In any case, creativity is a craft and it becomes better through practice, so there is no doubt in my mind that it is an important habit: to constantly create - whether the result is good or bad, it's bound to elevate your craft and help you find raw nuggets of emotion that are worth dedicating more time and attention to. If not, then all you'll end up with is more of the same - the stuff you're comfortable with, and the stuff most likely to move your audience the least.

Creativity is all about moving people's spirits and this is unlikely to happen while your spirit is static.

Lesson #5: Have Courage
This is something not to be taken lightly. We often place creative people, particularly those who've attained some kind of fame, on a pedestal. We see their outward portrayal of confidence and assume they have no insecurities.

But I'm more sure than ever that this is so wrong. In fact, I think the more famous they become, the more courage it takes each time, because there is always more at stake. In the beginning, the only people you can let down are your friends and family, but as you progress and speak louder and build a following, your responsibility becomes bigger.

Theophilus is an embodiment of courage - what he has done in the world of hip-hop could not be done without courage - which rapper makes a remix of a Whitney Houston track? But it works and it shows the beauty of hip-hop culture as a culture that holds knowledge and true representation of self as the highest prize.

It is courage that will keep the creativity going, not confidence. Confidence might allow you to continue creating, but courage will keep you growing. Courage allows you to be honest and to create what you feel, rather than what you think people expect you to create.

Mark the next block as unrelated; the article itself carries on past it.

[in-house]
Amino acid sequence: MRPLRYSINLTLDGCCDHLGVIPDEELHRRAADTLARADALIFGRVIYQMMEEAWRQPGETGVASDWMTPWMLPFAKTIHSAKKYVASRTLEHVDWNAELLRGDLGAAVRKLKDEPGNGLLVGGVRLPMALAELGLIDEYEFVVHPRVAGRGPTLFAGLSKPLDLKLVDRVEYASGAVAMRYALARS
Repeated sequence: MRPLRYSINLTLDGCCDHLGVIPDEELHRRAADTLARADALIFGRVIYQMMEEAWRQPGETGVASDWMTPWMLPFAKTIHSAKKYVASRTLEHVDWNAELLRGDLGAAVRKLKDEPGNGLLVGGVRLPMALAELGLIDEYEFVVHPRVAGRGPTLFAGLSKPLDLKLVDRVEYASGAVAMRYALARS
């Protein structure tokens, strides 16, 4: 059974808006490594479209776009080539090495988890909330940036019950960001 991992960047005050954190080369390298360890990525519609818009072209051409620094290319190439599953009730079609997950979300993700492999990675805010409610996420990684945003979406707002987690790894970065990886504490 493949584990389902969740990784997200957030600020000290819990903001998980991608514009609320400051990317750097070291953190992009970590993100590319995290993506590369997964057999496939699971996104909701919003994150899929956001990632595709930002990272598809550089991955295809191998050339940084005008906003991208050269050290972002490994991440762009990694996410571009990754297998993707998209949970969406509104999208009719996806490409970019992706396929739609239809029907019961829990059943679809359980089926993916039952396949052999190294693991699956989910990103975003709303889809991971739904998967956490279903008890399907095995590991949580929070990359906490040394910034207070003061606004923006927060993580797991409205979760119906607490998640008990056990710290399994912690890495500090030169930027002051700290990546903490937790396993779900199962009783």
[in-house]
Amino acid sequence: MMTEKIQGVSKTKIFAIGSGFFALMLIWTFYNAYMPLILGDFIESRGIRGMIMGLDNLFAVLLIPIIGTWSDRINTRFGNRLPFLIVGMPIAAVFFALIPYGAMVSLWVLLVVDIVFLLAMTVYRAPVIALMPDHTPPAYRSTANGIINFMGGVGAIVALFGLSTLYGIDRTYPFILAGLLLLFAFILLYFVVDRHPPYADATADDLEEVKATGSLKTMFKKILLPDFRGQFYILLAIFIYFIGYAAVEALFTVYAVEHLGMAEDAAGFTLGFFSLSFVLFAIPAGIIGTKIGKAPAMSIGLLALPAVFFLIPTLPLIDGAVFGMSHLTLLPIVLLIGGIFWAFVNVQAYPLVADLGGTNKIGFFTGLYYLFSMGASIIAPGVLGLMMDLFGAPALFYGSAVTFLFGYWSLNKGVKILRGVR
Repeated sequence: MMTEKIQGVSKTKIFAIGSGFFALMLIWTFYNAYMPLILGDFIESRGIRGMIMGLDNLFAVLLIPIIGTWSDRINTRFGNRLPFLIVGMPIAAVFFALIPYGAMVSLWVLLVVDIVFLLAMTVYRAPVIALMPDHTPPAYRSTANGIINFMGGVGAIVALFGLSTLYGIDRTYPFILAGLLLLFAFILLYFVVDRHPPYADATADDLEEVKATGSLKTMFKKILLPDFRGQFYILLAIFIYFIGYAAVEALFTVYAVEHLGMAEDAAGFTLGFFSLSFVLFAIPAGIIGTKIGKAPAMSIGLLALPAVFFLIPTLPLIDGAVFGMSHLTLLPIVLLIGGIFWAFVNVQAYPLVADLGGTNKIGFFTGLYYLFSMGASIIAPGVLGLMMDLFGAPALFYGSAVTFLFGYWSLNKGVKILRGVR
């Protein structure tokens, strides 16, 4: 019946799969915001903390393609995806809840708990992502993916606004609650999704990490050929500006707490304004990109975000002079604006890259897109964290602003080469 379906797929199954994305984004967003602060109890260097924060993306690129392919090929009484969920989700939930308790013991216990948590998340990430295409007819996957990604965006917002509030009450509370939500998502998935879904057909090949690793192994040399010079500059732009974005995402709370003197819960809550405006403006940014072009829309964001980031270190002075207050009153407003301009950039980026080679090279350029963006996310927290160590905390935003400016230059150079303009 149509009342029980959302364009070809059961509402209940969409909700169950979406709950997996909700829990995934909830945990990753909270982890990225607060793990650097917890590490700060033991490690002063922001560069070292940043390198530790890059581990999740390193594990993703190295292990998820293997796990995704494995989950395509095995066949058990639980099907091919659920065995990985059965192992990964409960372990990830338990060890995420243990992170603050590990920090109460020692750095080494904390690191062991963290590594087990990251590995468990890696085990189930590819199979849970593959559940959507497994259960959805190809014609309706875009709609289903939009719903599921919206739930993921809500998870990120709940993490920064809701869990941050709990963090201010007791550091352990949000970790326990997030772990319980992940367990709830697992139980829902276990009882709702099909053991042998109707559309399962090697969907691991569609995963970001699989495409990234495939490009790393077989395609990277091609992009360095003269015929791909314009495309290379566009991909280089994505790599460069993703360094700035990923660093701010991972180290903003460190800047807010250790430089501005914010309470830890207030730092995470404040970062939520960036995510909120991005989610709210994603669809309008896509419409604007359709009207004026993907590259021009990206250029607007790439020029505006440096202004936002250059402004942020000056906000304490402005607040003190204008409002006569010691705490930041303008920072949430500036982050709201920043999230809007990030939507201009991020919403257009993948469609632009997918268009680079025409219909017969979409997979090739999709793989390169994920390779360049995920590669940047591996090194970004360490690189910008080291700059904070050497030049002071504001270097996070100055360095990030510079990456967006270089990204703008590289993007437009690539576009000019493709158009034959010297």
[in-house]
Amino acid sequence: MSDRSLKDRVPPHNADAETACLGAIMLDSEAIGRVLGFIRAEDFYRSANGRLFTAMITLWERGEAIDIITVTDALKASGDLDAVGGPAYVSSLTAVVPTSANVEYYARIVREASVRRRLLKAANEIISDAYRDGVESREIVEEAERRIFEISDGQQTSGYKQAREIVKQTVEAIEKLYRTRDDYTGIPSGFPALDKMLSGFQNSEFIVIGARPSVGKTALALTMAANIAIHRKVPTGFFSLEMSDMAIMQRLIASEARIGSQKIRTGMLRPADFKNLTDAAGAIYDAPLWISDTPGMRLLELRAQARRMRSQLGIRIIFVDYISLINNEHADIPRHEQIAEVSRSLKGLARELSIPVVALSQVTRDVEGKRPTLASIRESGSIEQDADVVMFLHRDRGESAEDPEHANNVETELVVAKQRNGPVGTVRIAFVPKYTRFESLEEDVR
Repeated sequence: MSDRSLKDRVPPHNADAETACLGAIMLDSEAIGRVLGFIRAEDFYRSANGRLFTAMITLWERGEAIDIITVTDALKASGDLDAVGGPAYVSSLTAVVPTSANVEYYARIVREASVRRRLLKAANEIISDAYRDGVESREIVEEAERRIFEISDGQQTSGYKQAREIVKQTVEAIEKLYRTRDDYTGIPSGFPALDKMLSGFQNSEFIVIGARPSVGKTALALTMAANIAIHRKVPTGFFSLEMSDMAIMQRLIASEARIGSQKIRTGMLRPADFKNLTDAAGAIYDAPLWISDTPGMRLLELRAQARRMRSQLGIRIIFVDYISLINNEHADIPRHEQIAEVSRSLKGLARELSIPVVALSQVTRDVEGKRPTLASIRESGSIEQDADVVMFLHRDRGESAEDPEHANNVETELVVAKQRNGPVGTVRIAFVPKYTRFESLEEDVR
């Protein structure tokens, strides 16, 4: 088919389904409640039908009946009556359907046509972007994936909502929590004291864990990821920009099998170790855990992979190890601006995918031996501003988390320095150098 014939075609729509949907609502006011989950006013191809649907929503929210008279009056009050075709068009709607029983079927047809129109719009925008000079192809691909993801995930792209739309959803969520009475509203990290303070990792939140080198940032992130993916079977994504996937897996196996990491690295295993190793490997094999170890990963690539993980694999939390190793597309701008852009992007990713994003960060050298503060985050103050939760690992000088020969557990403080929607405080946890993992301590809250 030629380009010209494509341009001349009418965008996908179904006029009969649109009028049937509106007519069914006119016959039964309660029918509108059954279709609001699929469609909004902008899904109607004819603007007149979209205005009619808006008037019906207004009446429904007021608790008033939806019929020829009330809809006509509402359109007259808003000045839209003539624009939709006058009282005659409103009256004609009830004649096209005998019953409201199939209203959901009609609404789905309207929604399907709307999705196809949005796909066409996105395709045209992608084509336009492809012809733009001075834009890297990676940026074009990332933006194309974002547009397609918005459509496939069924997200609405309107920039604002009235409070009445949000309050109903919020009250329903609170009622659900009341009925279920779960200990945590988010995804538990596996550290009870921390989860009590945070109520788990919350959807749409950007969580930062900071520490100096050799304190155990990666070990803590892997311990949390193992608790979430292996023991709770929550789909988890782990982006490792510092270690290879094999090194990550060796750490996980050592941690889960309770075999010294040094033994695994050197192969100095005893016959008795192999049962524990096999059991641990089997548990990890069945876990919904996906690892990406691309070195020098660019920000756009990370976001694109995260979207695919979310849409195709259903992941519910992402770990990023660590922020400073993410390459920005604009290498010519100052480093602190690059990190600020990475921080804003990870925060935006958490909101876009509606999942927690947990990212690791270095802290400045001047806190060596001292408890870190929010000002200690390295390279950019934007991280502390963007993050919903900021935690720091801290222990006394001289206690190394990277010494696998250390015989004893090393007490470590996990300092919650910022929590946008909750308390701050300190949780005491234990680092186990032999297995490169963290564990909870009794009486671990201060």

Lesson #6: Get Behind Your Brand
In this day-and-digital-age, we are all brands. As a creative individual, you take this to another level because you are actively trying to extend your brand into the production of pieces that you want other people to consume.

I don't believe any creative person that says they're creating for them-self but at the same time promotes their work. It's a cop out. If you're putting something out there, clearly you're aware that someone may consume it and clearly something inside you wants to be heard. There is nothing wrong with that, in fact it is a beautiful thing, and you should pour as much of yourself into as you can.

Brand-building relates very closely to life, especially in the case of a person-brand. It begins with having a very clear idea of who-you-are, which is a brand identity or knowledge of self; the role you want to play in people's lives, which is a brand proposition or a sense of purpose; and finally, how you are going to have this effect on the world, which is brand activity or life itself.

Take your brand seriously, get behind yourself, know who you're talking to and why what you have to say matters to them and then say it, loud and clear.

"Get behind your own shit and make it happen. That's the only way it's going to happen."

The pinnacle of what I learnt is expressed in Theophilus' brand LVRS, an acronym for "Lovers", and he describes it as a "creative agency, for all things creative. Anytime you get a creative idea, and you need to process it, you process it through the LVRS."

Genius. It is amazing how much you can learn about people through the brands they design. I wish I'd come up with this idea, but it's all good, I'm now a LVR in spirit:

Those who Love, create. Those who Hate, stagnate.

As he said, it's also a couture fashion label, I cannot wait to get my hands on one of his pieces.

Timez Are Weird These Days
I haven't even listened to the new album yet, I'm so behind. I am going to BUY IT and I look forward drawing even more inspiration from it.

Theophilus is a youth like us, turning his visions into reality and being true to himself.

What more could you want from life?

Theophilus' Links: